Later this week, December 9-10, President Biden will host the virtual International Summit on Democracy. According to the Foreign Ministry, the summit is organized around three key themes: defending against authoritarianism, fighting and combating corruption and promoting respect for human rights. The participants have their tasks.
Although global violence has receded, as noted by Harvard’s Stephen Pinker and others, conflict continues to threaten the fundamental dignity and rights of those living in the world’s remaining war zones. In Ethiopia, where the government is fighting the separatists of the Tigrayan rebels, there has been ethnic cleansing, massacres and other outrageous human rights violations. The government has withheld food aid as a weapon, resulting in mass starvation.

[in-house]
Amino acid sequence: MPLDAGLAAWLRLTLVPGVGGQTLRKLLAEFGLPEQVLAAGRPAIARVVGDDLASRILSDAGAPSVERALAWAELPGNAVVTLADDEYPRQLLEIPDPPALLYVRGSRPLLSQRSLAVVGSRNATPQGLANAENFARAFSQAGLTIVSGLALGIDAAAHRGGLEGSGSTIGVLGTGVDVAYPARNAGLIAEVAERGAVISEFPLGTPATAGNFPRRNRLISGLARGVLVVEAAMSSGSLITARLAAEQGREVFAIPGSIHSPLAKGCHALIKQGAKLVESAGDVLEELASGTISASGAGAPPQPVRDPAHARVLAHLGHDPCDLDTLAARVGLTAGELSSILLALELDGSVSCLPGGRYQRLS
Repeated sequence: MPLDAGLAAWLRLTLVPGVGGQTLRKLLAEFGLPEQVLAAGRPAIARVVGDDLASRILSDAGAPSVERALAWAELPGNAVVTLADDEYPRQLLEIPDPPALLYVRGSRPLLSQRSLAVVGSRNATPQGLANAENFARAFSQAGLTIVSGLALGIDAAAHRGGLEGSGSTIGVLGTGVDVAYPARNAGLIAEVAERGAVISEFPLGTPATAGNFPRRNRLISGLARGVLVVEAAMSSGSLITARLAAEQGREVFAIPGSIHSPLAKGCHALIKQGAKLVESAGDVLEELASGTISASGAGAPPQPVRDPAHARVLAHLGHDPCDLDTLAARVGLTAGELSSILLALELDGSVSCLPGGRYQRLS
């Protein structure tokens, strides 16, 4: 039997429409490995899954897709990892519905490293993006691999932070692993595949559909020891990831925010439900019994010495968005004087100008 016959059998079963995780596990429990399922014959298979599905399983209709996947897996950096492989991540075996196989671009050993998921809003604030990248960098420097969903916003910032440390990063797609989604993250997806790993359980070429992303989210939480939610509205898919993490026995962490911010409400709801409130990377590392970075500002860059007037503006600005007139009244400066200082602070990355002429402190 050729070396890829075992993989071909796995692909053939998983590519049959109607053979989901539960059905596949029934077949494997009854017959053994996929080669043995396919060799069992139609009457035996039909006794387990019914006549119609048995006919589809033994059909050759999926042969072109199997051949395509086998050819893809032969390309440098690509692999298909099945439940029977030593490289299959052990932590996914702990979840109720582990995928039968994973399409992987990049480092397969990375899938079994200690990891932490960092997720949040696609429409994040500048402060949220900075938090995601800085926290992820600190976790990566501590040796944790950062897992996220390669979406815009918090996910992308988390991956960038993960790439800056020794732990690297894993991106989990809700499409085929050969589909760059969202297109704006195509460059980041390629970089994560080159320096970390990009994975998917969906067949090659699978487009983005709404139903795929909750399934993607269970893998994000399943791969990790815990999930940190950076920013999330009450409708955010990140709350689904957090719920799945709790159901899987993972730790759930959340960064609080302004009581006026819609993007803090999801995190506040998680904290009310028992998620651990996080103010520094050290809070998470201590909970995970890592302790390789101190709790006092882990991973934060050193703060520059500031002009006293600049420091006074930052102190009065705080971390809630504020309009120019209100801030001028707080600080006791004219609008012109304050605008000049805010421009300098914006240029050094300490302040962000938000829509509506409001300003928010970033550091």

After seven years, fighting in Yemen between the Saudi Arabia-backed government and the Iran-backed Houthi rebels has continued. Both sides have committed atrocities and food shortages, similar to Ethiopia, have led to widespread famine.
Jihadism, on the other hand, is on the rise in the Sahel region (in North Africa). After more than eight years of France-led counterterrorism efforts, Western-backed governments in the region are “slowly losing the war” against Muslim extremists, according to The Economist newspaper. More than 10,000 people have been killed and more than 2 million displaced in the past two years.